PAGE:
Alain Connes, who we’ve talked about before, has added something very exciting to his website: the text of his famous book Noncommutative Geometry as a pdf. There is nothing quite like Connes’ book. It’s part popularization, part research monograph, and part manifesto. I highly recommend taking a look.
Via Not Even Wrong.
Week 230 of John Baez’s This Week’s Finds in Mathematical Physics is out. He has returned to one of his favorite subjects (and really, one of everyone’s favorite subjects), Dynkin diagrams. We covered some of the same topics here and here.
I’ve been reading a bunch of papers on Bayesian statistical inference lately, somewhat to my regret. I have no particular objection to Bayesian statistics, but distressingly often, a Bayesian paper will include a gratuitous slam of all other types of statistics. D. V. Lindley’s papers (which are classics in the literature) are particularly noxious in this regard. It’s a strange pattern, and I’d be curious to know the history of the habit.
More pleasant is a paper by Brad Efron based on an address he gave at Phystat2003, Bayesians, Frequentists, and Physics, which offers a detente in the Bayesian-frequentist debate. He describes Stein’s paradox, which is a challenge from both the Bayesian and classical points of view, and discusses means of inference, such as empirical Bayes, which are (arguably) neither purely Bayesian nor purely frequentist.
Week 229 of John Baez’s This Week’s Finds in Mathematical Physics is up. And this time I’m even including the link right away, just to show there’s no hard feelings about the lack of flying cars.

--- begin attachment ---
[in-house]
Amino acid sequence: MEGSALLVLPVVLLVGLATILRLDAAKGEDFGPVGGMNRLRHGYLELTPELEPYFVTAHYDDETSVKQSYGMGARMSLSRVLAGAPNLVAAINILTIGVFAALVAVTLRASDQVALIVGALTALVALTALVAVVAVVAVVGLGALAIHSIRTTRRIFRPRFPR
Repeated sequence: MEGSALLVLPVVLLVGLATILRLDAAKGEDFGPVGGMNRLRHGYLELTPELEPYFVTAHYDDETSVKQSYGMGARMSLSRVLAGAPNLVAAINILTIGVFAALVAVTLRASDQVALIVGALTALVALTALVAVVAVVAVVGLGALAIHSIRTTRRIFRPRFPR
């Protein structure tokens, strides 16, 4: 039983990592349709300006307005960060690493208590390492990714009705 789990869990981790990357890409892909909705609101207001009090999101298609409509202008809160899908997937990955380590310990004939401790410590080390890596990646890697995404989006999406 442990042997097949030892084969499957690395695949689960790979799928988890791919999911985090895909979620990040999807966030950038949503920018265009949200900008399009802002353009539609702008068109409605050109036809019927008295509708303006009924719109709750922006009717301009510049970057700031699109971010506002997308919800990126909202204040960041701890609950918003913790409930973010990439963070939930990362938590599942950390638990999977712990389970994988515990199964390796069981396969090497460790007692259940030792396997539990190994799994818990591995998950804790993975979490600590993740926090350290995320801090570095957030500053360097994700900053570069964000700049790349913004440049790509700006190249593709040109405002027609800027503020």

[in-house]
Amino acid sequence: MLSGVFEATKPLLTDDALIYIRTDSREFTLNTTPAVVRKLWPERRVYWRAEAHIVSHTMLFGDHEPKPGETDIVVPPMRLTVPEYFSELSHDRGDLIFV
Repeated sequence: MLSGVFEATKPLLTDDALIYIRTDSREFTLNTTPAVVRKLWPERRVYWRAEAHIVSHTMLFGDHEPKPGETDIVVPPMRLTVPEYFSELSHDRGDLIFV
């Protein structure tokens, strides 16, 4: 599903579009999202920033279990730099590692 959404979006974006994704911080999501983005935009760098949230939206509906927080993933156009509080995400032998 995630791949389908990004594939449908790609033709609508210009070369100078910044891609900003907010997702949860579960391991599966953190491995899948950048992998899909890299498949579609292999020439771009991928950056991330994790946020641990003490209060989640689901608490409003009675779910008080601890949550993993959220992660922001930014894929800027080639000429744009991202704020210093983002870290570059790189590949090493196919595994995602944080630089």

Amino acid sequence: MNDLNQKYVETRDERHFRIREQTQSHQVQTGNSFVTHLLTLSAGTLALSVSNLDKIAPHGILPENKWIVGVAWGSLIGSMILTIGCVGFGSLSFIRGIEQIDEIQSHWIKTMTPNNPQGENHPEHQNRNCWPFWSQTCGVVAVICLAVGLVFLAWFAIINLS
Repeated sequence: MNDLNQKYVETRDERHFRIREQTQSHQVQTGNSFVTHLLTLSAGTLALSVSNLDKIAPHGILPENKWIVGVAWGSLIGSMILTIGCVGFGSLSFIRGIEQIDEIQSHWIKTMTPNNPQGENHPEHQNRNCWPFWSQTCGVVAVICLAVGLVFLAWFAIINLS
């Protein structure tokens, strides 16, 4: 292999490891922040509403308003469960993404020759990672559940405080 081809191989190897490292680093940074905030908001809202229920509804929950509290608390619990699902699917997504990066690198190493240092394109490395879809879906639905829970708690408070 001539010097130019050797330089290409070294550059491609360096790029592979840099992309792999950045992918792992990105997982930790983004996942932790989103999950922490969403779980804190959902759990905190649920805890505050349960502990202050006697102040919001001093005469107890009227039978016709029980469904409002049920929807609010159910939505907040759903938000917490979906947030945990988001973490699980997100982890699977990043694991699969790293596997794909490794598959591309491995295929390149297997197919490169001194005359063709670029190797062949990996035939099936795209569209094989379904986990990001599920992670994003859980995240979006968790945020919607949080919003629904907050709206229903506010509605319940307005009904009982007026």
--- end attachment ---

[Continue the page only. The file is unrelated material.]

On his blog, Sigfpe has proposed SIGFPE’s Law, that unlike the exponential growth of ordinary computers, the number of qubits in a quantum computer will only grow linearly. So when the mafia hacks into your bank account a la Sneakers because of their quantum public-encryption-cracking supercomputer, blame Sigfpe for getting it so terribly wrong. Also, blame him for the lack of flying cars.
(One subtlety to keep in mind — which Sigfpe alludes to — a 2-qubit computer is not the same thing as 2 1-qubit computers. The the states of each qubits must allow quantum superposition with each other to really count.)
Week 228 of John Baez’s This Week in Mathematical Physics is up. He’s still obsessed with sand dunes.
More logic can be found in John Baez’s latest This Week’s Finds in Mathematical Physics (no. 227), along with pictures of Martian sand-dunes.
One of the stranger developments of recent years is the influence of physics on algebraic geometry. A dramatic recent example is Gromov-Witten theory, which draws its inspiration from quantum field theory, but can be used to study the moduli space of complex algebraic curves.
A moduli space is a space that parameterizes all objects of a certain type. The classic example is the projective line, which classifies lines in the plane: each line in the plane corresponds to one and only one point in the plane. The moduli space of curves classifies complex-algebraic curves. The space itself is a geometric object, but its structure turns out to be very complicated, and recent progress has relied on these ideas from physics.
Ravi Vakil has posted a survey article on the subject, The moduli space of curves and Gromov-Witten theory, to Arxiv. He also has an older, more elementary article from the June/July 2003 Notices of the AMS, The moduli space of curves and its tautological ring.
Week 226 of This Week’s Finds in Mathematical Physics is up. This week is pretty far from his usual topics, as John Baez talks about cryptography, pseudorandom number generators, and P versus NP.
I hope I don’t end up feeling stupid for not writing that book.